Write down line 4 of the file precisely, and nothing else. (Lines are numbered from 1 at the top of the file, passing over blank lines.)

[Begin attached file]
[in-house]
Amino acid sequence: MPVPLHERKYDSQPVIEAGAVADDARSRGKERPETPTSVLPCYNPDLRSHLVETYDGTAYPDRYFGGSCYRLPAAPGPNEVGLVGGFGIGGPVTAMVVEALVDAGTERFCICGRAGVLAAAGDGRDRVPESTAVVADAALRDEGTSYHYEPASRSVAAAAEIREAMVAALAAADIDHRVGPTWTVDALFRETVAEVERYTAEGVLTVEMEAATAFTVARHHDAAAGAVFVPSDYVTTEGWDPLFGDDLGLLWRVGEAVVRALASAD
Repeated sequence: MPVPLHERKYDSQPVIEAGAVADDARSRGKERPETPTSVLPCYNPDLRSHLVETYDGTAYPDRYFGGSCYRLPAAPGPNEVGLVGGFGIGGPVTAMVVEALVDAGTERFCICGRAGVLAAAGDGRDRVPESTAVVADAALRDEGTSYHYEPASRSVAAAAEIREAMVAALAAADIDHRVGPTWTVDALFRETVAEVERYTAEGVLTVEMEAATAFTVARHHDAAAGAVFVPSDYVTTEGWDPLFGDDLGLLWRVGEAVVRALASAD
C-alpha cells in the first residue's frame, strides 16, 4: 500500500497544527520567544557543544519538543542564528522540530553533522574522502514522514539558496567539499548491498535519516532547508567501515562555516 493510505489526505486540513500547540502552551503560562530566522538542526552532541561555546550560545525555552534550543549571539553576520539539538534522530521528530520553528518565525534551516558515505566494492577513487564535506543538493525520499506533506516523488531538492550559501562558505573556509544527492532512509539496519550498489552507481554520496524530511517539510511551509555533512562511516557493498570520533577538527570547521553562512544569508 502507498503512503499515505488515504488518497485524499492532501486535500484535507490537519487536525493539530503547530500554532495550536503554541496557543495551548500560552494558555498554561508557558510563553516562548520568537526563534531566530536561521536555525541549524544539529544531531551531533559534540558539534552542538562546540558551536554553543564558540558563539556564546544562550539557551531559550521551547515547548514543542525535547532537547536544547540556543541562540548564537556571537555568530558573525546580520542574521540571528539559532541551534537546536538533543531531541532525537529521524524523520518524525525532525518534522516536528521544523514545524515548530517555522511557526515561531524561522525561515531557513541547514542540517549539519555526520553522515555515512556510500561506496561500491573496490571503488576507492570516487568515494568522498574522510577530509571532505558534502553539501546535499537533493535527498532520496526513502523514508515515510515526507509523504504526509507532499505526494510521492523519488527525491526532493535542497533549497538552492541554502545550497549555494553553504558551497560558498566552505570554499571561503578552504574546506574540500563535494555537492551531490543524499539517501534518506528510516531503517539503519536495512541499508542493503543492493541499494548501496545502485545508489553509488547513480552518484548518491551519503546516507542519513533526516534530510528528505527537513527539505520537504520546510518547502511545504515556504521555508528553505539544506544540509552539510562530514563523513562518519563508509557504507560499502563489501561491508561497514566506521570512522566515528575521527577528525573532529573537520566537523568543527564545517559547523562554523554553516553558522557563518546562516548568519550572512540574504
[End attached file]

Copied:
C-alpha cells in the first residue's frame, strides 16, 4: 500500500497544527520567544557543544519538543542564528522540530553533522574522502514522514539558496567539499548491498535519516532547508567501515562555516 493510505489526505486540513500547540502552551503560562530566522538542526552532541561555546550560545525555552534550543549571539553576520539539538534522530521528530520553528518565525534551516558515505566494492577513487564535506543538493525520499506533506516523488531538492550559501562558505573556509544527492532512509539496519550498489552507481554520496524530511517539510511551509555533512562511516557493498570520533577538527570547521553562512544569508 502507498503512503499515505488515504488518497485524499492532501486535500484535507490537519487536525493539530503547530500554532495550536503554541496557543495551548500560552494558555498554561508557558510563553516562548520568537526563534531566530536561521536555525541549524544539529544531531551531533559534540558539534552542538562546540558551536554553543564558540558563539556564546544562550539557551531559550521551547515547548514543542525535547532537547536544547540556543541562540548564537556571537555568530558573525546580520542574521540571528539559532541551534537546536538533543531531541532525537529521524524523520518524525525532525518534522516536528521544523514545524515548530517555522511557526515561531524561522525561515531557513541547514542540517549539519555526520553522515555515512556510500561506496561500491573496490571503488576507492570516487568515494568522498574522510577530509571532505558534502553539501546535499537533493535527498532520496526513502523514508515515510515526507509523504504526509507532499505526494510521492523519488527525491526532493535542497533549497538552492541554502545550497549555494553553504558551497560558498566552505570554499571561503578552504574546506574540500563535494555537492551531490543524499539517501534518506528510516531503517539503519536495512541499508542493503543492493541499494548501496545502485545508489553509488547513480552518484548518491551519503546516507542519513533526516534530510528528505527537513527539505520537504520546510518547502511545504515556504521555508528553505539544506544540509552539510562530514563523513562518519563508509557504507560499502563489501561491508561497514566506521570512522566515528575521527577528525573532529573537520566537523568543527564545517559547523562554523554553516553558522557563518546562516548568519550572512540574504